Nicholas HARTFORT, examined by Mr. Finlay--Witness is a tailor; was in plaintiff's employment in December, 1823; plaintiff lived in Crampton-court; so did Elizabeth BUSHE; used to take notice to her coming frequently into the plaintiff's house, about the month of December; her two sisters called Miss BUSHE Mrs. HICKEY, in witness's presence....Cross-examined by Sergeant GOOLD.--Witness could not tell whether Miss BUSHE slept in HICKEY's house; saw HICKEY laugh a few minutes ago....

Margaret HYNES, examined by Mr. Bennett. Witness saw Mr. and Mrs. HICKEY living together; they seemed to be very happy. Cross-examined by Sergeant GOOLD--Witness is sister to the plaintiff; her brother was away from Dublin about nine months.

John BROPHY a victualler; knows the plaintiff and defendant; called to the defendant in the Marshalsea to try and settle the matter; defendant said he would give the plaintiff £15 a year, and have done with him; this was about four or five weeks ago....Cross-examined..lives in Ormond market; gave Hickey money to carry on this suit; gave him more money that day; plaintiff promised to pay witness the amount of the deceased Mr. Bushe's bill, if he recovered his wife's property; he wished Hickey to gain this action.

John ROBERTSON a Peace Officer of the Head Police Office; recollects Boland, Elizabeth Bushe and Hickey, being at the Police Office; both men claimed her as his wife; she said she would not live with the plaintiff; Boland took her away with him.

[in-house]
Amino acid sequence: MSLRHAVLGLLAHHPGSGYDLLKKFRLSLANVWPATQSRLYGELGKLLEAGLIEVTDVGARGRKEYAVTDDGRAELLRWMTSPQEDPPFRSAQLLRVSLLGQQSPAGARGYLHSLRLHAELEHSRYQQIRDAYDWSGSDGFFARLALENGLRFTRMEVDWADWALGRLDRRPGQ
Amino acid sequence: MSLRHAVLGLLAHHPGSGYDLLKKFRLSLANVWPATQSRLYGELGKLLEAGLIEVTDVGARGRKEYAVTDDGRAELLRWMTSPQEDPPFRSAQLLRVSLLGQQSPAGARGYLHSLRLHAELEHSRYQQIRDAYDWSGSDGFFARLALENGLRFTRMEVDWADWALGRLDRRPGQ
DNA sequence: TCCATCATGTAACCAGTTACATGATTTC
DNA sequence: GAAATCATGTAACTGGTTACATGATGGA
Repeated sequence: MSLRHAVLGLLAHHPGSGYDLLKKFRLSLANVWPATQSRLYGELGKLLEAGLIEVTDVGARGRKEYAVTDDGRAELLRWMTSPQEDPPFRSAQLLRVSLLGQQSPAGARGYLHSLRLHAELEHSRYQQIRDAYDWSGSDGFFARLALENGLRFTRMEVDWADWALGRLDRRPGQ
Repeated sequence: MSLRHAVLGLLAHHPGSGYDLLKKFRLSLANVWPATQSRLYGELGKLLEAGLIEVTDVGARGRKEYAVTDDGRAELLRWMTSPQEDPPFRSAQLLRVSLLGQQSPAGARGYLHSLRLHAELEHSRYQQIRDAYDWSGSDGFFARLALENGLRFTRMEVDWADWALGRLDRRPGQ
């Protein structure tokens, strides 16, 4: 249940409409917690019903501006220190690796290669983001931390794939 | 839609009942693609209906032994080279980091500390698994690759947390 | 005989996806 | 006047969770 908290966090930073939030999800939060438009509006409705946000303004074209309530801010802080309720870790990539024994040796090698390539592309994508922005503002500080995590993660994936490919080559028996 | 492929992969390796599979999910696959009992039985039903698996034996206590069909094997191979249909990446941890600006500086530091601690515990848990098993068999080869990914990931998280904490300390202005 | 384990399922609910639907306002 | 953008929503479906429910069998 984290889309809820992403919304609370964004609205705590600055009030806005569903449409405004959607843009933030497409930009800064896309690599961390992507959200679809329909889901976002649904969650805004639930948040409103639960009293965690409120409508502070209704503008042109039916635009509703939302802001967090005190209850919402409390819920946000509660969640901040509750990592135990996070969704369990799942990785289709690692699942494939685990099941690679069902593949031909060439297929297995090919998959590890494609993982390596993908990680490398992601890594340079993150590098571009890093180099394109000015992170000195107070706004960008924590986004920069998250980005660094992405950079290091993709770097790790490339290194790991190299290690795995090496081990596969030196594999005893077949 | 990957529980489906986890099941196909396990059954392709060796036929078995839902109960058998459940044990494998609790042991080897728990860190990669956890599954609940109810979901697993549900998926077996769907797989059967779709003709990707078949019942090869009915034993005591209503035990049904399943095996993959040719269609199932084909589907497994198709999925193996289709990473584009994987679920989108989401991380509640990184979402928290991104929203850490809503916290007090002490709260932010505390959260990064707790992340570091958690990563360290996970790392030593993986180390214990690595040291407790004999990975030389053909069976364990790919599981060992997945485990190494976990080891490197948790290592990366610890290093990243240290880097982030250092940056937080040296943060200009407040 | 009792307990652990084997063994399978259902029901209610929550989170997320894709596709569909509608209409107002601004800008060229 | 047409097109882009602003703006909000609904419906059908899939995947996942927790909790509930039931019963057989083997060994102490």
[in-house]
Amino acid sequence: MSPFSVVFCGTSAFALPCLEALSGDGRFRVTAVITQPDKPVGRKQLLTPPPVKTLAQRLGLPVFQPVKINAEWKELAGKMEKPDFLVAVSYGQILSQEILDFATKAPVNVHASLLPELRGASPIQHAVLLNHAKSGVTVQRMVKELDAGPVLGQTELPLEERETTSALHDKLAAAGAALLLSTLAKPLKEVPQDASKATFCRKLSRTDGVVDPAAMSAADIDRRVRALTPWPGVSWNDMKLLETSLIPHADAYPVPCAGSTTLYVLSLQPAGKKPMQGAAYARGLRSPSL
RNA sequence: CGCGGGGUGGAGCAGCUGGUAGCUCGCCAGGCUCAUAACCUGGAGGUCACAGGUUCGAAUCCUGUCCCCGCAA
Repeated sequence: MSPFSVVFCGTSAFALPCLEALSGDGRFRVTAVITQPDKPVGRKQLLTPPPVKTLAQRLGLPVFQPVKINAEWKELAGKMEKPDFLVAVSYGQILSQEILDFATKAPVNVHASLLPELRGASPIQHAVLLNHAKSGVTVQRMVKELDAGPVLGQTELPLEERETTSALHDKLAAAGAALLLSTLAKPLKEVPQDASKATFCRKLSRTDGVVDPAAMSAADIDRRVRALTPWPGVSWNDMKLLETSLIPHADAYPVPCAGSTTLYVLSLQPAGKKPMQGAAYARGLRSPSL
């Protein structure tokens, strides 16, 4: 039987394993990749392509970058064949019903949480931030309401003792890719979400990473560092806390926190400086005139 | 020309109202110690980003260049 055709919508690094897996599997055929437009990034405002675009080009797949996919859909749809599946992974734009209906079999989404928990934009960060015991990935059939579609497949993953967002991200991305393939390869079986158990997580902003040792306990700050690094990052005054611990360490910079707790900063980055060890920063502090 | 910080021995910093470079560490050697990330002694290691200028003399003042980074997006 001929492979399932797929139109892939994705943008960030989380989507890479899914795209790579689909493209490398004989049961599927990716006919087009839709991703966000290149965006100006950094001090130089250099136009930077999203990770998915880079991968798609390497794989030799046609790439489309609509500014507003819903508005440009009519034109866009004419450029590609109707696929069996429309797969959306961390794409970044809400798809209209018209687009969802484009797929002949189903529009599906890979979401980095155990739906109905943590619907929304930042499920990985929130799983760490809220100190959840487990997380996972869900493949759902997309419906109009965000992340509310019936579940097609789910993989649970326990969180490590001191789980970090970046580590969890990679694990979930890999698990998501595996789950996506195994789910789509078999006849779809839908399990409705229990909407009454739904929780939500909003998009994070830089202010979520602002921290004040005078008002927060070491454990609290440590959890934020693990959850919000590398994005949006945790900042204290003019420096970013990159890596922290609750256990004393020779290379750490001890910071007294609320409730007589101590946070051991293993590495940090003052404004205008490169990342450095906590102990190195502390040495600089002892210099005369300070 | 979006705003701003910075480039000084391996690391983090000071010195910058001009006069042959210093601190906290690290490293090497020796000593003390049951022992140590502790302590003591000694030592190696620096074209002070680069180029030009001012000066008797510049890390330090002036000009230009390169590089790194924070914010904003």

Cassandra NORTON examined.....knows Boland...and Mrs. Boland, formerly Elizabeth Bushe; had heard her called Hickey...

Here the case closed for the plaintiff.

Mr. Sergeant GOOLD said, he had no intention of delaying the Court any length of time. He submitted to the Court that according to the case of RENDING and TRUMBLE......the plaintiff in the present action could not obtain a verdict. He was sure that his lordship would agree with him, in thinking there never was a case similar to the present one brought into any court of justice. He never heard, he never read of a case, in which morality, religion, and decency had been so much outraged. Here was a husband, who, in the face of the Court and the Jury, had treated with ridicule the most solemn contract, and for the breach of which he sought reparation.....As a father of a family, he was horrified at the conduct of the plaintiff, who approached the temple of justice, not with the agonised feelings of a man robbed of his dearest comfort, but bursting his sides with laughter....If the Jury should give damages, he hoped they would be nominal.